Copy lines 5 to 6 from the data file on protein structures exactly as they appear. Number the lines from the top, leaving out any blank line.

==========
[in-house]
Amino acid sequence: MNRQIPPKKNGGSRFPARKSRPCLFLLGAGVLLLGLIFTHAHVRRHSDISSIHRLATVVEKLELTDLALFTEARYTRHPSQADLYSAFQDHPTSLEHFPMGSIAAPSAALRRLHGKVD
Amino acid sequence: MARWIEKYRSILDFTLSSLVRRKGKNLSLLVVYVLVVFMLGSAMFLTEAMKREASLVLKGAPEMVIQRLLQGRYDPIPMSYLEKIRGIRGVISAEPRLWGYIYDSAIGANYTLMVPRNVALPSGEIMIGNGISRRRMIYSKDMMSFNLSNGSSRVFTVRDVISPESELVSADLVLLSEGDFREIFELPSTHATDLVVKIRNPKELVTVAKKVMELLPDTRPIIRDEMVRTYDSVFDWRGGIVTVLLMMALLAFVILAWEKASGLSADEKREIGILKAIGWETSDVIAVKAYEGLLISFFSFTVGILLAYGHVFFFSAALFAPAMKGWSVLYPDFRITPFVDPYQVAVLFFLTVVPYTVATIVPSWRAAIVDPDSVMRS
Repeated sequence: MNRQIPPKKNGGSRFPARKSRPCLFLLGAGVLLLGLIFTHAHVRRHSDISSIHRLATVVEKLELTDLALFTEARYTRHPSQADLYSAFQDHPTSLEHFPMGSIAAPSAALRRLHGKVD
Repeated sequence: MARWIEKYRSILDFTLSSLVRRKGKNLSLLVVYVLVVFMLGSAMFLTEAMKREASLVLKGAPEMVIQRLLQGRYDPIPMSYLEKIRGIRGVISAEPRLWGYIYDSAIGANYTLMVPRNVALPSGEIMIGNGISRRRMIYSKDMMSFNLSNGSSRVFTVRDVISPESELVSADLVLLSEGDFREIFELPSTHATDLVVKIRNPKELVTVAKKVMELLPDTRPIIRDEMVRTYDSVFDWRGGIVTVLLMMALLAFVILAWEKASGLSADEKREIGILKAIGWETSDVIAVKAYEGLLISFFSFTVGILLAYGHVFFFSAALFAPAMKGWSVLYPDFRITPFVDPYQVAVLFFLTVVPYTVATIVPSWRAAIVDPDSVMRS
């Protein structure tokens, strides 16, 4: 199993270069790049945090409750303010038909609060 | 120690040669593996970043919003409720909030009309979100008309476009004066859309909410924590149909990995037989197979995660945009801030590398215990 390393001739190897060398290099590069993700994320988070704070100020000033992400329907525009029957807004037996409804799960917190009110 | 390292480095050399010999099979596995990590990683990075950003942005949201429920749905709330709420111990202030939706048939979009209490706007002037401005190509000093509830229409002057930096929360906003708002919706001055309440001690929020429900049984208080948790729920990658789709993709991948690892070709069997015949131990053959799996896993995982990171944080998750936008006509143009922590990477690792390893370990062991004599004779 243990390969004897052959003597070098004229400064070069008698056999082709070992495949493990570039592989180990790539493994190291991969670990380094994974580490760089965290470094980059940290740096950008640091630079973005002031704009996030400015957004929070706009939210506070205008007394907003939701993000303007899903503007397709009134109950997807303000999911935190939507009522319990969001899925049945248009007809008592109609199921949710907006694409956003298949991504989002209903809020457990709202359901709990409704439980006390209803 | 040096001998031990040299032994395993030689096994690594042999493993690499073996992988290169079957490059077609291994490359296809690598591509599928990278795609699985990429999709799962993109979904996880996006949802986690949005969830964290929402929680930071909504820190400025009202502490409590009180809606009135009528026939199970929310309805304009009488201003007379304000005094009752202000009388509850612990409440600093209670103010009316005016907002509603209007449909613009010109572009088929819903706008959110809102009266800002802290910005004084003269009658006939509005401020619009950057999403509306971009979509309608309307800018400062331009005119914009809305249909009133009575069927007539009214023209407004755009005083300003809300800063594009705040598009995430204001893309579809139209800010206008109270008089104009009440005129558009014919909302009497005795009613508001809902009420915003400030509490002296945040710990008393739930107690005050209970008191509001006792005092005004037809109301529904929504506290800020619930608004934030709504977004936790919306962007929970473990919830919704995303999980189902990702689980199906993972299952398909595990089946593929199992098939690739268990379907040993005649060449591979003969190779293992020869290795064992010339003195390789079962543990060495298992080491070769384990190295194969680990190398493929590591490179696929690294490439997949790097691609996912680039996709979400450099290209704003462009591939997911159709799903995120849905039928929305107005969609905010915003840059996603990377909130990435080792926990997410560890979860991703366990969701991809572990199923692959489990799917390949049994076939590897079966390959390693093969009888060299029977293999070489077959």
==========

Repeated sequence: MARWIEKYRSILDFTLSSLVRRKGKNLSLLVVYVLVVFMLGSAMFLTEAMKREASLVLKGAPEMVIQRLLQGRYDPIPMSYLEKIRGIRGVISAEPRLWGYIYDSAIGANYTLMVPRNVALPSGEIMIGNGISRRRMIYSKDMMSFNLSNGSSRVFTVRDVISPESELVSADLVLLSEGDFREIFELPSTHATDLVVKIRNPKELVTVAKKVMELLPDTRPIIRDEMVRTYDSVFDWRGGIVTVLLMMALLAFVILAWEKASGLSADEKREIGILKAIGWETSDVIAVKAYEGLLISFFSFTVGILLAYGHVFFFSAALFAPAMKGWSVLYPDFRITPFVDPYQVAVLFFLTVVPYTVATIVPSWRAAIVDPDSVMRS
């Protein structure tokens, strides 16, 4: 199993270069790049945090409750303010038909609060 | 120690040669593996970043919003409720909030009309979100008309476009004066859309909410924590149909990995037989197979995660945009801030590398215990 390393001739190897060398290099590069993700994320988070704070100020000033992400329907525009029957807004037996409804799960917190009110 | 390292480095050399010999099979596995990590990683990075950003942005949201429920749905709330709420111990202030939706048939979009209490706007002037401005190509000093509830229409002057930096929360906003708002919706001055309440001690929020429900049984208080948790729920990658789709993709991948690892070709069997015949131990053959799996896993995982990171944080998750936008006509143009922590990477690792390893370990062991004599004779 243990390969004897052959003597070098004229400064070069008698056999082709070992495949493990570039592989180990790539493994190291991969670990380094994974580490760089965290470094980059940290740096950008640091630079973005002031704009996030400015957004929070706009939210506070205008007394907003939701993000303007899903503007397709009134109950997807303000999911935190939507009522319990969001899925049945248009007809008592109609199921949710907006694409956003298949991504989002209903809020457990709202359901709990409704439980006390209803 | 040096001998031990040299032994395993030689096994690594042999493993690499073996992988290169079957490059077609291994490359296809690598591509599928990278795609699985990429999709799962993109979904996880996006949802986690949005969830964290929402929680930071909504820190400025009202502490409590009180809606009135009528026939199970929310309805304009009488201003007379304000005094009752202000009388509850612990409440600093209670103010009316005016907002509603209007449909613009010109572009088929819903706008959110809102009266800002802290910005004084003269009658006939509005401020619009950057999403509306971009979509309608309307800018400062331009005119914009809305249909009133009575069927007539009214023209407004755009005083300003809300800063594009705040598009995430204001893309579809139209800010206008109270008089104009009440005129558009014919909302009497005795009613508001809902009420915003400030509490002296945040710990008393739930107690005050209970008191509001006792005092005004037809109301529904929504506290800020619930608004934030709504977004936790919306962007929970473990919830919704995303999980189902990702689980199906993972299952398909595990089946593929199992098939690739268990379907040993005649060449591979003969190779293992020869290795064992010339003195390789079962543990060495298992080491070769384990190295194969680990190398493929590591490179696929690294490439997949790097691609996912680039996709979400450099290209704003462009591939997911159709799903995120849905039928929305107005969609905010915003840059996603990377909130990435080792926990997410560890979860991703366990969701991809572990199923692959489990799917390949049994076939590897079966390959390693093969009888060299029977293999070489077959």